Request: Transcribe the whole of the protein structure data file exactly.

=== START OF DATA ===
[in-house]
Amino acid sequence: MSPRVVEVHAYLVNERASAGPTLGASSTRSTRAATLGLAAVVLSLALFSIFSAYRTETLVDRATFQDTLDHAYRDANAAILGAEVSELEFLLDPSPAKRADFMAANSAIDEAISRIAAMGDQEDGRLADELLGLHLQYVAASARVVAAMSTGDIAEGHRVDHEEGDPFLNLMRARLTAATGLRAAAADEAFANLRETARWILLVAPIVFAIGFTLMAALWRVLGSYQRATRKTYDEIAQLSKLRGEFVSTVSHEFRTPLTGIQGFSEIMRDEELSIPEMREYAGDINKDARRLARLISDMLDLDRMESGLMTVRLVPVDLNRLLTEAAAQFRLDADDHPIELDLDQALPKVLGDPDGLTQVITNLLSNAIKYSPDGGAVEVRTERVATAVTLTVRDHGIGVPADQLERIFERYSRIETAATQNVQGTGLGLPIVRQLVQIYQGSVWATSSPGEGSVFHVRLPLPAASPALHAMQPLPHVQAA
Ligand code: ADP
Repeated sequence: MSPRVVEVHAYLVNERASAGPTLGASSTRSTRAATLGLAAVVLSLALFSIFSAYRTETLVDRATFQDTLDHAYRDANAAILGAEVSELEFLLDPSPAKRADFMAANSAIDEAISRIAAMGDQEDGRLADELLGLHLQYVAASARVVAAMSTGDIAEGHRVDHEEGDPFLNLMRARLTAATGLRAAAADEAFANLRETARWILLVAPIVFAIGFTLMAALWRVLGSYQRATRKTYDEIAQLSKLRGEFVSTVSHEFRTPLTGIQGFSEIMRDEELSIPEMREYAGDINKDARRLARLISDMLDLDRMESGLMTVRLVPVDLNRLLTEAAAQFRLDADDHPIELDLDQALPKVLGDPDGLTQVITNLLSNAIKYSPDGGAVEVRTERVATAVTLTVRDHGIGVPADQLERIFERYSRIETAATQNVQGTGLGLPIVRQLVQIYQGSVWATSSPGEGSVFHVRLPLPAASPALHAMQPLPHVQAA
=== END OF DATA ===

[in-house]
Amino acid sequence: MSPRVVEVHAYLVNERASAGPTLGASSTRSTRAATLGLAAVVLSLALFSIFSAYRTETLVDRATFQDTLDHAYRDANAAILGAEVSELEFLLDPSPAKRADFMAANSAIDEAISRIAAMGDQEDGRLADELLGLHLQYVAASARVVAAMSTGDIAEGHRVDHEEGDPFLNLMRARLTAATGLRAAAADEAFANLRETARWILLVAPIVFAIGFTLMAALWRVLGSYQRATRKTYDEIAQLSKLRGEFVSTVSHEFRTPLTGIQGFSEIMRDEELSIPEMREYAGDINKDARRLARLISDMLDLDRMESGLMTVRLVPVDLNRLLTEAAAQFRLDADDHPIELDLDQALPKVLGDPDGLTQVITNLLSNAIKYSPDGGAVEVRTERVATAVTLTVRDHGIGVPADQLERIFERYSRIETAATQNVQGTGLGLPIVRQLVQIYQGSVWATSSPGEGSVFHVRLPLPAASPALHAMQPLPHVQAA
Ligand code: ADP
Repeated sequence: MSPRVVEVHAYLVNERASAGPTLGASSTRSTRAATLGLAAVVLSLALFSIFSAYRTETLVDRATFQDTLDHAYRDANAAILGAEVSELEFLLDPSPAKRADFMAANSAIDEAISRIAAMGDQEDGRLADELLGLHLQYVAASARVVAAMSTGDIAEGHRVDHEEGDPFLNLMRARLTAATGLRAAAADEAFANLRETARWILLVAPIVFAIGFTLMAALWRVLGSYQRATRKTYDEIAQLSKLRGEFVSTVSHEFRTPLTGIQGFSEIMRDEELSIPEMREYAGDINKDARRLARLISDMLDLDRMESGLMTVRLVPVDLNRLLTEAAAQFRLDADDHPIELDLDQALPKVLGDPDGLTQVITNLLSNAIKYSPDGGAVEVRTERVATAVTLTVRDHGIGVPADQLERIFERYSRIETAATQNVQGTGLGLPIVRQLVQIYQGSVWATSSPGEGSVFHVRLPLPAASPALHAMQPLPHVQAA